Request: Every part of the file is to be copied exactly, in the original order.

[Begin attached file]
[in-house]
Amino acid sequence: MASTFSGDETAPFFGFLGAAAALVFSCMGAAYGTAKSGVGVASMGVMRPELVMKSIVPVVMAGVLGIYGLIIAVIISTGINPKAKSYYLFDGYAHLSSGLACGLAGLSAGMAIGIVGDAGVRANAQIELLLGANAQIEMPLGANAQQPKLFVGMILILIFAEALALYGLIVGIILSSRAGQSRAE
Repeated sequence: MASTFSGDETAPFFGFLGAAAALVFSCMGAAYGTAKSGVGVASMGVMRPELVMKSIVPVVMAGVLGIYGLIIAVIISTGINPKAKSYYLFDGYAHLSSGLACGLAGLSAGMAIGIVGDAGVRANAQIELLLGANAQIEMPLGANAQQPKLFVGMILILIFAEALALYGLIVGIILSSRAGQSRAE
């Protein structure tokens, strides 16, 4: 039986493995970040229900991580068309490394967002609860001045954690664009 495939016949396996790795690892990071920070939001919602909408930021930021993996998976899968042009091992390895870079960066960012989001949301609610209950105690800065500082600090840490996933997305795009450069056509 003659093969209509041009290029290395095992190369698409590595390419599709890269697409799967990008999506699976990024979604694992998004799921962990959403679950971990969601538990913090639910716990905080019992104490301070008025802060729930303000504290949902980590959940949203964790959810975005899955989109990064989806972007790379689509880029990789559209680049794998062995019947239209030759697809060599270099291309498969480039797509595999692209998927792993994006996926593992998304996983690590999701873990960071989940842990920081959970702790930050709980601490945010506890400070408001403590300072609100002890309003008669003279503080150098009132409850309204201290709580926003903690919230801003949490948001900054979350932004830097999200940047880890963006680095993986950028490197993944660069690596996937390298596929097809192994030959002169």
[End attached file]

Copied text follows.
[in-house]
Amino acid sequence: MASTFSGDETAPFFGFLGAAAALVFSCMGAAYGTAKSGVGVASMGVMRPELVMKSIVPVVMAGVLGIYGLIIAVIISTGINPKAKSYYLFDGYAHLSSGLACGLAGLSAGMAIGIVGDAGVRANAQIELLLGANAQIEMPLGANAQQPKLFVGMILILIFAEALALYGLIVGIILSSRAGQSRAE
Repeated sequence: MASTFSGDETAPFFGFLGAAAALVFSCMGAAYGTAKSGVGVASMGVMRPELVMKSIVPVVMAGVLGIYGLIIAVIISTGINPKAKSYYLFDGYAHLSSGLACGLAGLSAGMAIGIVGDAGVRANAQIELLLGANAQIEMPLGANAQQPKLFVGMILILIFAEALALYGLIVGIILSSRAGQSRAE
């Protein structure tokens, strides 16, 4: 039986493995970040229900991580068309490394967002609860001045954690664009 495939016949396996790795690892990071920070939001919602909408930021930021993996998976899968042009091992390895870079960066960012989001949301609610209950105690800065500082600090840490996933997305795009450069056509 003659093969209509041009290029290395095992190369698409590595390419599709890269697409799967990008999506699976990024979604694992998004799921962990959403679950971990969601538990913090639910716990905080019992104490301070008025802060729930303000504290949902980590959940949203964790959810975005899955989109990064989806972007790379689509880029990789559209680049794998062995019947239209030759697809060599270099291309498969480039797509595999692209998927792993994006996926593992998304996983690590999701873990960071989940842990920081959970702790930050709980601490945010506890400070408001403590300072609100002890309003008669003279503080150098009132409850309204201290709580926003903690919230801003949490948001900054979350932004830097999200940047880890963006680095993986950028490197993944660069690596996937390298596929097809192994030959002169």